Senate Democrats’ Stand on CR Might Signal Tactics Shift for 2018

Spending bill showdown focused on coal miners’ benefits

The stand by Senate Democrats, including Claire McCaskill of Missouri and Joe Manchin III of West Virginia, on retired coal miners’ benefits might augur similar tactics to come on behalf of working-class voters, with an eye toward their 2018 re-elections. (Tom Williams/CQ Roll Call file photo)
The stand by Senate Democrats, including Claire McCaskill of Missouri and Joe Manchin III of West Virginia, on retired coal miners’ benefits might augur similar tactics to come on behalf of working-class voters, with an eye toward their 2018 re-elections. (Tom Williams/CQ Roll Call file photo)
Posted December 12, 2016 at 5:00am

It’s no secret that politics were in play as Senate Democrats who are on the ballot in 2018, many from states carried by Donald Trump, staged a shutdown showdown to highlight the plight of coal miners from states like West Virginia.

Sen. Joe Manchin III, the Mountain State’s senior senator, worked hard to hold up the continuing resolution that extended funding for federal agencies and programs through April 28 in a bid to get concessions on health care benefits for retired miners and their widows — the kind of folks who helped President-elect Donald Trump win the election.

And Democrats have begun to signal they will employ similar tactics on other policy issues affecting working-class voters, a demographic they must win back to improve their chances in the 2018 midterm elections, and if they hope to win back the White House in 2020.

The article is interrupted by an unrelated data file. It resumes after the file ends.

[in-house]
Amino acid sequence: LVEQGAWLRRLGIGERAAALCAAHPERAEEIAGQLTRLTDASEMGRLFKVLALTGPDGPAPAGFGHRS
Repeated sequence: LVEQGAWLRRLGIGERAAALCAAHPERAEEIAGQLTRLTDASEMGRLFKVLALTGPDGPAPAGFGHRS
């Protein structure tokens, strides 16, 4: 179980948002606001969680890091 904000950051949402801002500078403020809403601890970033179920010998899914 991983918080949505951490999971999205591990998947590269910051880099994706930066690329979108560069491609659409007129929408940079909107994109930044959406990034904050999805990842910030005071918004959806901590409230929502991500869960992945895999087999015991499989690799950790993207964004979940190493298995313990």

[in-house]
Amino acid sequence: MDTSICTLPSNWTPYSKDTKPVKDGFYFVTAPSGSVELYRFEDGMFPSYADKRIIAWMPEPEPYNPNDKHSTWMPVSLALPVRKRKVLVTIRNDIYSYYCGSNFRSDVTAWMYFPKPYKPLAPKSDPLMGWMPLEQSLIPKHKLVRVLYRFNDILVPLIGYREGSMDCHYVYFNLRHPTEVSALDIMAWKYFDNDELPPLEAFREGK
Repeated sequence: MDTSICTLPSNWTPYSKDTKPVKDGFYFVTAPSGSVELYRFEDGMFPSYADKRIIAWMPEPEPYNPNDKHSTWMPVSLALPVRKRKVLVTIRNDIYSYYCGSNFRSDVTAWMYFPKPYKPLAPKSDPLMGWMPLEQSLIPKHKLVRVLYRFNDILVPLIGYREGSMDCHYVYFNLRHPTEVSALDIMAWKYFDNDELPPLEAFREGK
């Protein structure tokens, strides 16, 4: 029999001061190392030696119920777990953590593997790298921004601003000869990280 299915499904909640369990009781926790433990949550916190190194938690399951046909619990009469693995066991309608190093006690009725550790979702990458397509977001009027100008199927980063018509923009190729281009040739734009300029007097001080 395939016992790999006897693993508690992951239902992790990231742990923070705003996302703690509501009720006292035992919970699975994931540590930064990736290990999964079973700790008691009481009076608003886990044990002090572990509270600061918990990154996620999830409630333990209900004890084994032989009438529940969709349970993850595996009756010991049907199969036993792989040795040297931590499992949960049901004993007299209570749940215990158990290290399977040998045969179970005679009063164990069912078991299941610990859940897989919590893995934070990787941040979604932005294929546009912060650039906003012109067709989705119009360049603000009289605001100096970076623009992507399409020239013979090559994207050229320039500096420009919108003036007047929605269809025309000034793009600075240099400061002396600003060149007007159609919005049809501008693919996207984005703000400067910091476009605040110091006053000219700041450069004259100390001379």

At the same time, two of the Democratic incumbents who took part in the showdown may be under consideration for Cabinet positions in the Trump administration. If Trump follows through, that could improve the odds of replacing them in the Senate with a Republican in 2018, or sooner.

Manchin is one of the Democratic incumbents who’s likely in for a hard fight in 2018. Trump won West Virginia by more than 42 points, appealing to the state’s down-on-their-luck working-class population, many of them registered Democrats who felt abandoned by the party. 

“I rise today fighting for the working men and women that we all use in our commercials. Every one of us goes out and basically tries to attract working men and women to vote for us because we say we’re coming here to fight for you,” Manchin said last Friday on the Senate floor, with members of the United Mine Workers in the visitors’ gallery. “Every one of us have done those ads. Every one of us.”

The CR ultimately passed the Senate 63-36 late last Friday, with President Barack Obama moving quickly to sign it into law, averting a lapse in government funding, which was set to expire at midnight.

A futile effort?

The Manchin-led effort to get more than four months of health care benefits for retired miners and their widows had no real chance of success, with the House having already adjourned for the year after passing the stopgap funding bill the day before.

Manchin was fairly straightforward when asked by a reporter about the politics of the gambit last Friday evening. That was after he and other coal-state Democrats had agreed with their party’s Senate leaders that they would not block the continuing resolution.

“I sure don’t think it hurts from that standpoint,” Manchin said, when asked if his push for miners’ health care could help his 2018 re-election bid. “What did you expect? Why did you think I was standing there? I’m born in Farmington, West Virginia. I’m born with coal mines all around me. I’m born in a family of coal miners, and if I’m not going to stand up for them, who is?”

The politics of the Democrats’ stand was apparent to everyone. When Senate Majority Whip John Cornyn was asked about a possible re-election motive, the Texas Republican responded sarcastically.

“You think there’s politics involved?” he said.

The Democratic Caucus had decided last Thursday at a meeting in the Lyndon B. Johnson room to use the government funding deadline to press the miners’ health care issue, without actually going far enough to get the blame for a shutdown, a senior Senate Democratic aide said late last Friday.